As an educator, you know what you want for your students. You want them to seek out challenges, ask for help, resist distraction, and see mistakes as chances to try again. In other words, you want kids to be self-regulated learners. Self-regulation for learning (SRL) is the ability to effectively balance Affect (how you feel), Behaviors (what you do), and Cognition (how to think) to pursue worthy academic goals. Teaching students to balance these three elements builds motivation, resilience, and college and career readiness. In this interactive session, learn doable, evidence-based practices to help students engage in learning, build confidence, set and manage goals, develop habits of thinking, do effective home study, and reflect on their learning. Hear real stories of students who achieved success through SRL skills. You will be provided a framework for both classroom practice and schoolwide implementation. Discover how schools have used this whole child approach to assisting students in gaining greater social/emotional well-being, developing scholarly behaviors, and acquiring valuable thinking tools to be successful in school and beyond.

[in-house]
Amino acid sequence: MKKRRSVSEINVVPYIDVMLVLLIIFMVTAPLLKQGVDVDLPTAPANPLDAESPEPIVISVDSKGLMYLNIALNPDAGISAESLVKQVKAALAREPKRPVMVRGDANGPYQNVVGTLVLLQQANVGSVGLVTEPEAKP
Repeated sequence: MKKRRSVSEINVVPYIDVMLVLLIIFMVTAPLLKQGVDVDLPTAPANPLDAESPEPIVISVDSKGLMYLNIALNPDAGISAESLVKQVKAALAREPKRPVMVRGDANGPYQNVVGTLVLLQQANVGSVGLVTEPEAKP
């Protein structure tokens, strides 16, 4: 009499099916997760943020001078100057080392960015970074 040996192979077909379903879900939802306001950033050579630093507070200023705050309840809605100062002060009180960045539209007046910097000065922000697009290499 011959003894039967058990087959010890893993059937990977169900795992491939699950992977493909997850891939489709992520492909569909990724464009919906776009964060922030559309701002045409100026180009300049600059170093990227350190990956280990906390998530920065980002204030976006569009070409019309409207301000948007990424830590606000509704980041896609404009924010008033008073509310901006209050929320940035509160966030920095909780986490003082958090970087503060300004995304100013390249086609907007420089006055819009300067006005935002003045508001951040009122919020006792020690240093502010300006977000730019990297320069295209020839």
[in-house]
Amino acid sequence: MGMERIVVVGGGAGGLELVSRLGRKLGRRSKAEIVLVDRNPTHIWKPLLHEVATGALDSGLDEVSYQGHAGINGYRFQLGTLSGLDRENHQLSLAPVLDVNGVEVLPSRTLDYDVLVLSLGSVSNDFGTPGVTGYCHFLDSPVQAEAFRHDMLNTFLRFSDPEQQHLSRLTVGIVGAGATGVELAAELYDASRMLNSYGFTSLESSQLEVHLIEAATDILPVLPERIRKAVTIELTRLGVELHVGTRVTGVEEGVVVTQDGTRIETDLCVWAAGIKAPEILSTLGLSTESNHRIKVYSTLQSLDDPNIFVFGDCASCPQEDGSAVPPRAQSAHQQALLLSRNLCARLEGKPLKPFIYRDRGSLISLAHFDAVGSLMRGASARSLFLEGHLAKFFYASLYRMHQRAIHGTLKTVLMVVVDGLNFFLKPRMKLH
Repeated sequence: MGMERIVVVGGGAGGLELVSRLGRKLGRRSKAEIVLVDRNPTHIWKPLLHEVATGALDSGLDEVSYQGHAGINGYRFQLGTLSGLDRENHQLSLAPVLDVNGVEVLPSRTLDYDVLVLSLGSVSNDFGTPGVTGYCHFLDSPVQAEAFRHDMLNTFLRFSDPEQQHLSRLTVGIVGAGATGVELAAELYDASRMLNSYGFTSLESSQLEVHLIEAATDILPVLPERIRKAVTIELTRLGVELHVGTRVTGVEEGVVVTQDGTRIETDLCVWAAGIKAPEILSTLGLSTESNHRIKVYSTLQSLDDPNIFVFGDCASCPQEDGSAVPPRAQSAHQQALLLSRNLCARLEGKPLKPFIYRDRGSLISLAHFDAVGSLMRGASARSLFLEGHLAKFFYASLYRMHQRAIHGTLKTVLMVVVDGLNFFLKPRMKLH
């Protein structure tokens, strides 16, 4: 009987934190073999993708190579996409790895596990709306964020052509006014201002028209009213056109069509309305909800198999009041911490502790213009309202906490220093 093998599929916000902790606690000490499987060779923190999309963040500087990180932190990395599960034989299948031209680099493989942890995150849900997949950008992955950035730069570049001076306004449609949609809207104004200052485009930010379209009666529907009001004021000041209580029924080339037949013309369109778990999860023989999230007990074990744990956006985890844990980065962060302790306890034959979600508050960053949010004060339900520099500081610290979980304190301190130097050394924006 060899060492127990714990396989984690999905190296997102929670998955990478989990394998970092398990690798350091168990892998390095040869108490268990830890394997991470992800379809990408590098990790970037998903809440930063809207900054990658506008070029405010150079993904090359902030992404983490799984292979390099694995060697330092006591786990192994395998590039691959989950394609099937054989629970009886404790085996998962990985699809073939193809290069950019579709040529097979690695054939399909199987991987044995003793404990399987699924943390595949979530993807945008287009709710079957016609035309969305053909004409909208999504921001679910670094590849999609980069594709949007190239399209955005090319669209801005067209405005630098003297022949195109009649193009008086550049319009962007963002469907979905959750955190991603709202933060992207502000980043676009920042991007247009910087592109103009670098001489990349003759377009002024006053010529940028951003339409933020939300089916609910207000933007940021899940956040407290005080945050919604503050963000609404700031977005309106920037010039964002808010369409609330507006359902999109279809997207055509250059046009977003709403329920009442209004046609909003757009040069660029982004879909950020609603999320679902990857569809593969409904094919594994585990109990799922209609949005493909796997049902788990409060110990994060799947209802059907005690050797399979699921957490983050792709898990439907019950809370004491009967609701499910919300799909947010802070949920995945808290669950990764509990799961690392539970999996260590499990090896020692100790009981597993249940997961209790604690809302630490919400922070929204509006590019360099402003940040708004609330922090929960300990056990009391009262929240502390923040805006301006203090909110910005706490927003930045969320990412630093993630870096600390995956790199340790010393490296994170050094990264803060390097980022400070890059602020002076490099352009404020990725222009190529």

This seminar runs from 8:15 am to 2:30 pm.

LEARNING OBJECTIVES

Participants will be able to:
 
• Connect the impact of self-regulation to learning and life success
• Learn how to implement strategies to effectively assist students in becoming autonomous learners
• Discover how to build a student-centered learning environment that encourages self-regulation for learning
• Help students to effectively balance affect, behavior, and cognition to improve learning
• Provide the elements needed to build motivation, resilience, and career readiness
• Explore specific ways to manage self-regulation and executive functioning skills
 

WHO SHOULD ATTEND

This seminar is applicable for K-12 teachers, special educators, principals, administrators, counselors, and social workers.

 

WORKSHOP LEADER

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Richard M. Cash, EdD, is an award-winning educator, author, and consultant/coach, who has worked with schools throughout the United States and internationally. His educational experience ranges from classroom teaching, building and program administration, curriculum, and professional development. He has authored Advancing Differentiation: Thinking and Learning for the 21st Century (2017), Self-Regulation in the Classroom: Helping Students Learn How to Learn (2016), and co-authored Differentiation for Gifted Learners: Going Beyond the Basics (2014).